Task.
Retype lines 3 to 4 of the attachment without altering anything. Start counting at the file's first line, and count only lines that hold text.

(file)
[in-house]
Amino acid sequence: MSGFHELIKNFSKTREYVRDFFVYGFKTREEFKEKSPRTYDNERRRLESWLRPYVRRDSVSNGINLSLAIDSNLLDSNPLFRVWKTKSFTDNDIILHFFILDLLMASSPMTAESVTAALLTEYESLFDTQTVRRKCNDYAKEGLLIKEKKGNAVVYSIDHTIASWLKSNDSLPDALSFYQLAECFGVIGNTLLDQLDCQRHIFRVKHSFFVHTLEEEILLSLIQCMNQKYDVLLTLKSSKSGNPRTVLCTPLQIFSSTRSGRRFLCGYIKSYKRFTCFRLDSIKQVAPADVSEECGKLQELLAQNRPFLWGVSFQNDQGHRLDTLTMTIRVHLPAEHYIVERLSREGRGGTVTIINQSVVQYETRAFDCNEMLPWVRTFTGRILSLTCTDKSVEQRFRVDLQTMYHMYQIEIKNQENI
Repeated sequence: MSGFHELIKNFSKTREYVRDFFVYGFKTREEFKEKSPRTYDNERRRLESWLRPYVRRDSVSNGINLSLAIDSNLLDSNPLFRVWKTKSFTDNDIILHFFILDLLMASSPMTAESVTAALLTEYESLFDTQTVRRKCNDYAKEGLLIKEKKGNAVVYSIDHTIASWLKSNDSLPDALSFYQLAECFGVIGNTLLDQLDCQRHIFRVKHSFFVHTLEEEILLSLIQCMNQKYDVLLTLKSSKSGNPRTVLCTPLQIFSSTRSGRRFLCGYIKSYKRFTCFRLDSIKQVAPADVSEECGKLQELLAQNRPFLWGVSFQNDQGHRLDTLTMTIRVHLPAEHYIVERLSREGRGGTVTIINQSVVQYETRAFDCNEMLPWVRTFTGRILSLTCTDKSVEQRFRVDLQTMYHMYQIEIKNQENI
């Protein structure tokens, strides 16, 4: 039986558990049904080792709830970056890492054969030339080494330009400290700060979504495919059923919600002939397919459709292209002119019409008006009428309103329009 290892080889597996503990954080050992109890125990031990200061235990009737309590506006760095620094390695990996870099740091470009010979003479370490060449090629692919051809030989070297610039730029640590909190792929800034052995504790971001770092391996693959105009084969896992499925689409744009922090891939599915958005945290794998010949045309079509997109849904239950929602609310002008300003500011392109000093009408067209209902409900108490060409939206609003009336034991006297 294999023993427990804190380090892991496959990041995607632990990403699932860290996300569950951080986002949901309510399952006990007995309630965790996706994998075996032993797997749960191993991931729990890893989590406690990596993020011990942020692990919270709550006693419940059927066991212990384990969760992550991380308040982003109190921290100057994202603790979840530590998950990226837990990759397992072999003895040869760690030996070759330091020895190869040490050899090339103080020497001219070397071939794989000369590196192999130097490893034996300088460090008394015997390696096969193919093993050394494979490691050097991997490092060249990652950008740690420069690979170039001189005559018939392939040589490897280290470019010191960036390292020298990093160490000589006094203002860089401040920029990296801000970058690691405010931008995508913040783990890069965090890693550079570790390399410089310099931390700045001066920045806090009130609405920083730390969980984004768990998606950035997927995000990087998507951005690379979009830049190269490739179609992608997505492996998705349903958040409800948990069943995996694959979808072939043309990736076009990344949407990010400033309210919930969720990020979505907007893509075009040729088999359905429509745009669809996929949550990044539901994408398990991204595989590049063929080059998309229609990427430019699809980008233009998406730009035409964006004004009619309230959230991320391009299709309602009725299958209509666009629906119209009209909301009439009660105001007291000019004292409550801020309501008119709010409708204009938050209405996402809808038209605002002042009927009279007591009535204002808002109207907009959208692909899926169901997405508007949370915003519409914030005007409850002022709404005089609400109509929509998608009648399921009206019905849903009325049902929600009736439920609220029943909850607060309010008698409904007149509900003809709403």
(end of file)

Repeated sequence: MSGFHELIKNFSKTREYVRDFFVYGFKTREEFKEKSPRTYDNERRRLESWLRPYVRRDSVSNGINLSLAIDSNLLDSNPLFRVWKTKSFTDNDIILHFFILDLLMASSPMTAESVTAALLTEYESLFDTQTVRRKCNDYAKEGLLIKEKKGNAVVYSIDHTIASWLKSNDSLPDALSFYQLAECFGVIGNTLLDQLDCQRHIFRVKHSFFVHTLEEEILLSLIQCMNQKYDVLLTLKSSKSGNPRTVLCTPLQIFSSTRSGRRFLCGYIKSYKRFTCFRLDSIKQVAPADVSEECGKLQELLAQNRPFLWGVSFQNDQGHRLDTLTMTIRVHLPAEHYIVERLSREGRGGTVTIINQSVVQYETRAFDCNEMLPWVRTFTGRILSLTCTDKSVEQRFRVDLQTMYHMYQIEIKNQENI
């Protein structure tokens, strides 16, 4: 039986558990049904080792709830970056890492054969030339080494330009400290700060979504495919059923919600002939397919459709292209002119019409008006009428309103329009 290892080889597996503990954080050992109890125990031990200061235990009737309590506006760095620094390695990996870099740091470009010979003479370490060449090629692919051809030989070297610039730029640590909190792929800034052995504790971001770092391996693959105009084969896992499925689409744009922090891939599915958005945290794998010949045309079509997109849904239950929602609310002008300003500011392109000093009408067209209902409900108490060409939206609003009336034991006297 294999023993427990804190380090892991496959990041995607632990990403699932860290996300569950951080986002949901309510399952006990007995309630965790996706994998075996032993797997749960191993991931729990890893989590406690990596993020011990942020692990919270709550006693419940059927066991212990384990969760992550991380308040982003109190921290100057994202603790979840530590998950990226837990990759397992072999003895040869760690030996070759330091020895190869040490050899090339103080020497001219070397071939794989000369590196192999130097490893034996300088460090008394015997390696096969193919093993050394494979490691050097991997490092060249990652950008740690420069690979170039001189005559018939392939040589490897280290470019010191960036390292020298990093160490000589006094203002860089401040920029990296801000970058690691405010931008995508913040783990890069965090890693550079570790390399410089310099931390700045001066920045806090009130609405920083730390969980984004768990998606950035997927995000990087998507951005690379979009830049190269490739179609992608997505492996998705349903958040409800948990069943995996694959979808072939043309990736076009990344949407990010400033309210919930969720990020979505907007893509075009040729088999359905429509745009669809996929949550990044539901994408398990991204595989590049063929080059998309229609990427430019699809980008233009998406730009035409964006004004009619309230959230991320391009299709309602009725299958209509666009629906119209009209909301009439009660105001007291000019004292409550801020309501008119709010409708204009938050209405996402809808038209605002002042009927009279007591009535204002808002109207907009959208692909899926169901997405508007949370915003519409914030005007409850002022709404005089609400109509929509998608009648399921009206019905849903009325049902929600009736439920609220029943909850607060309010008698409904007149509900003809709403």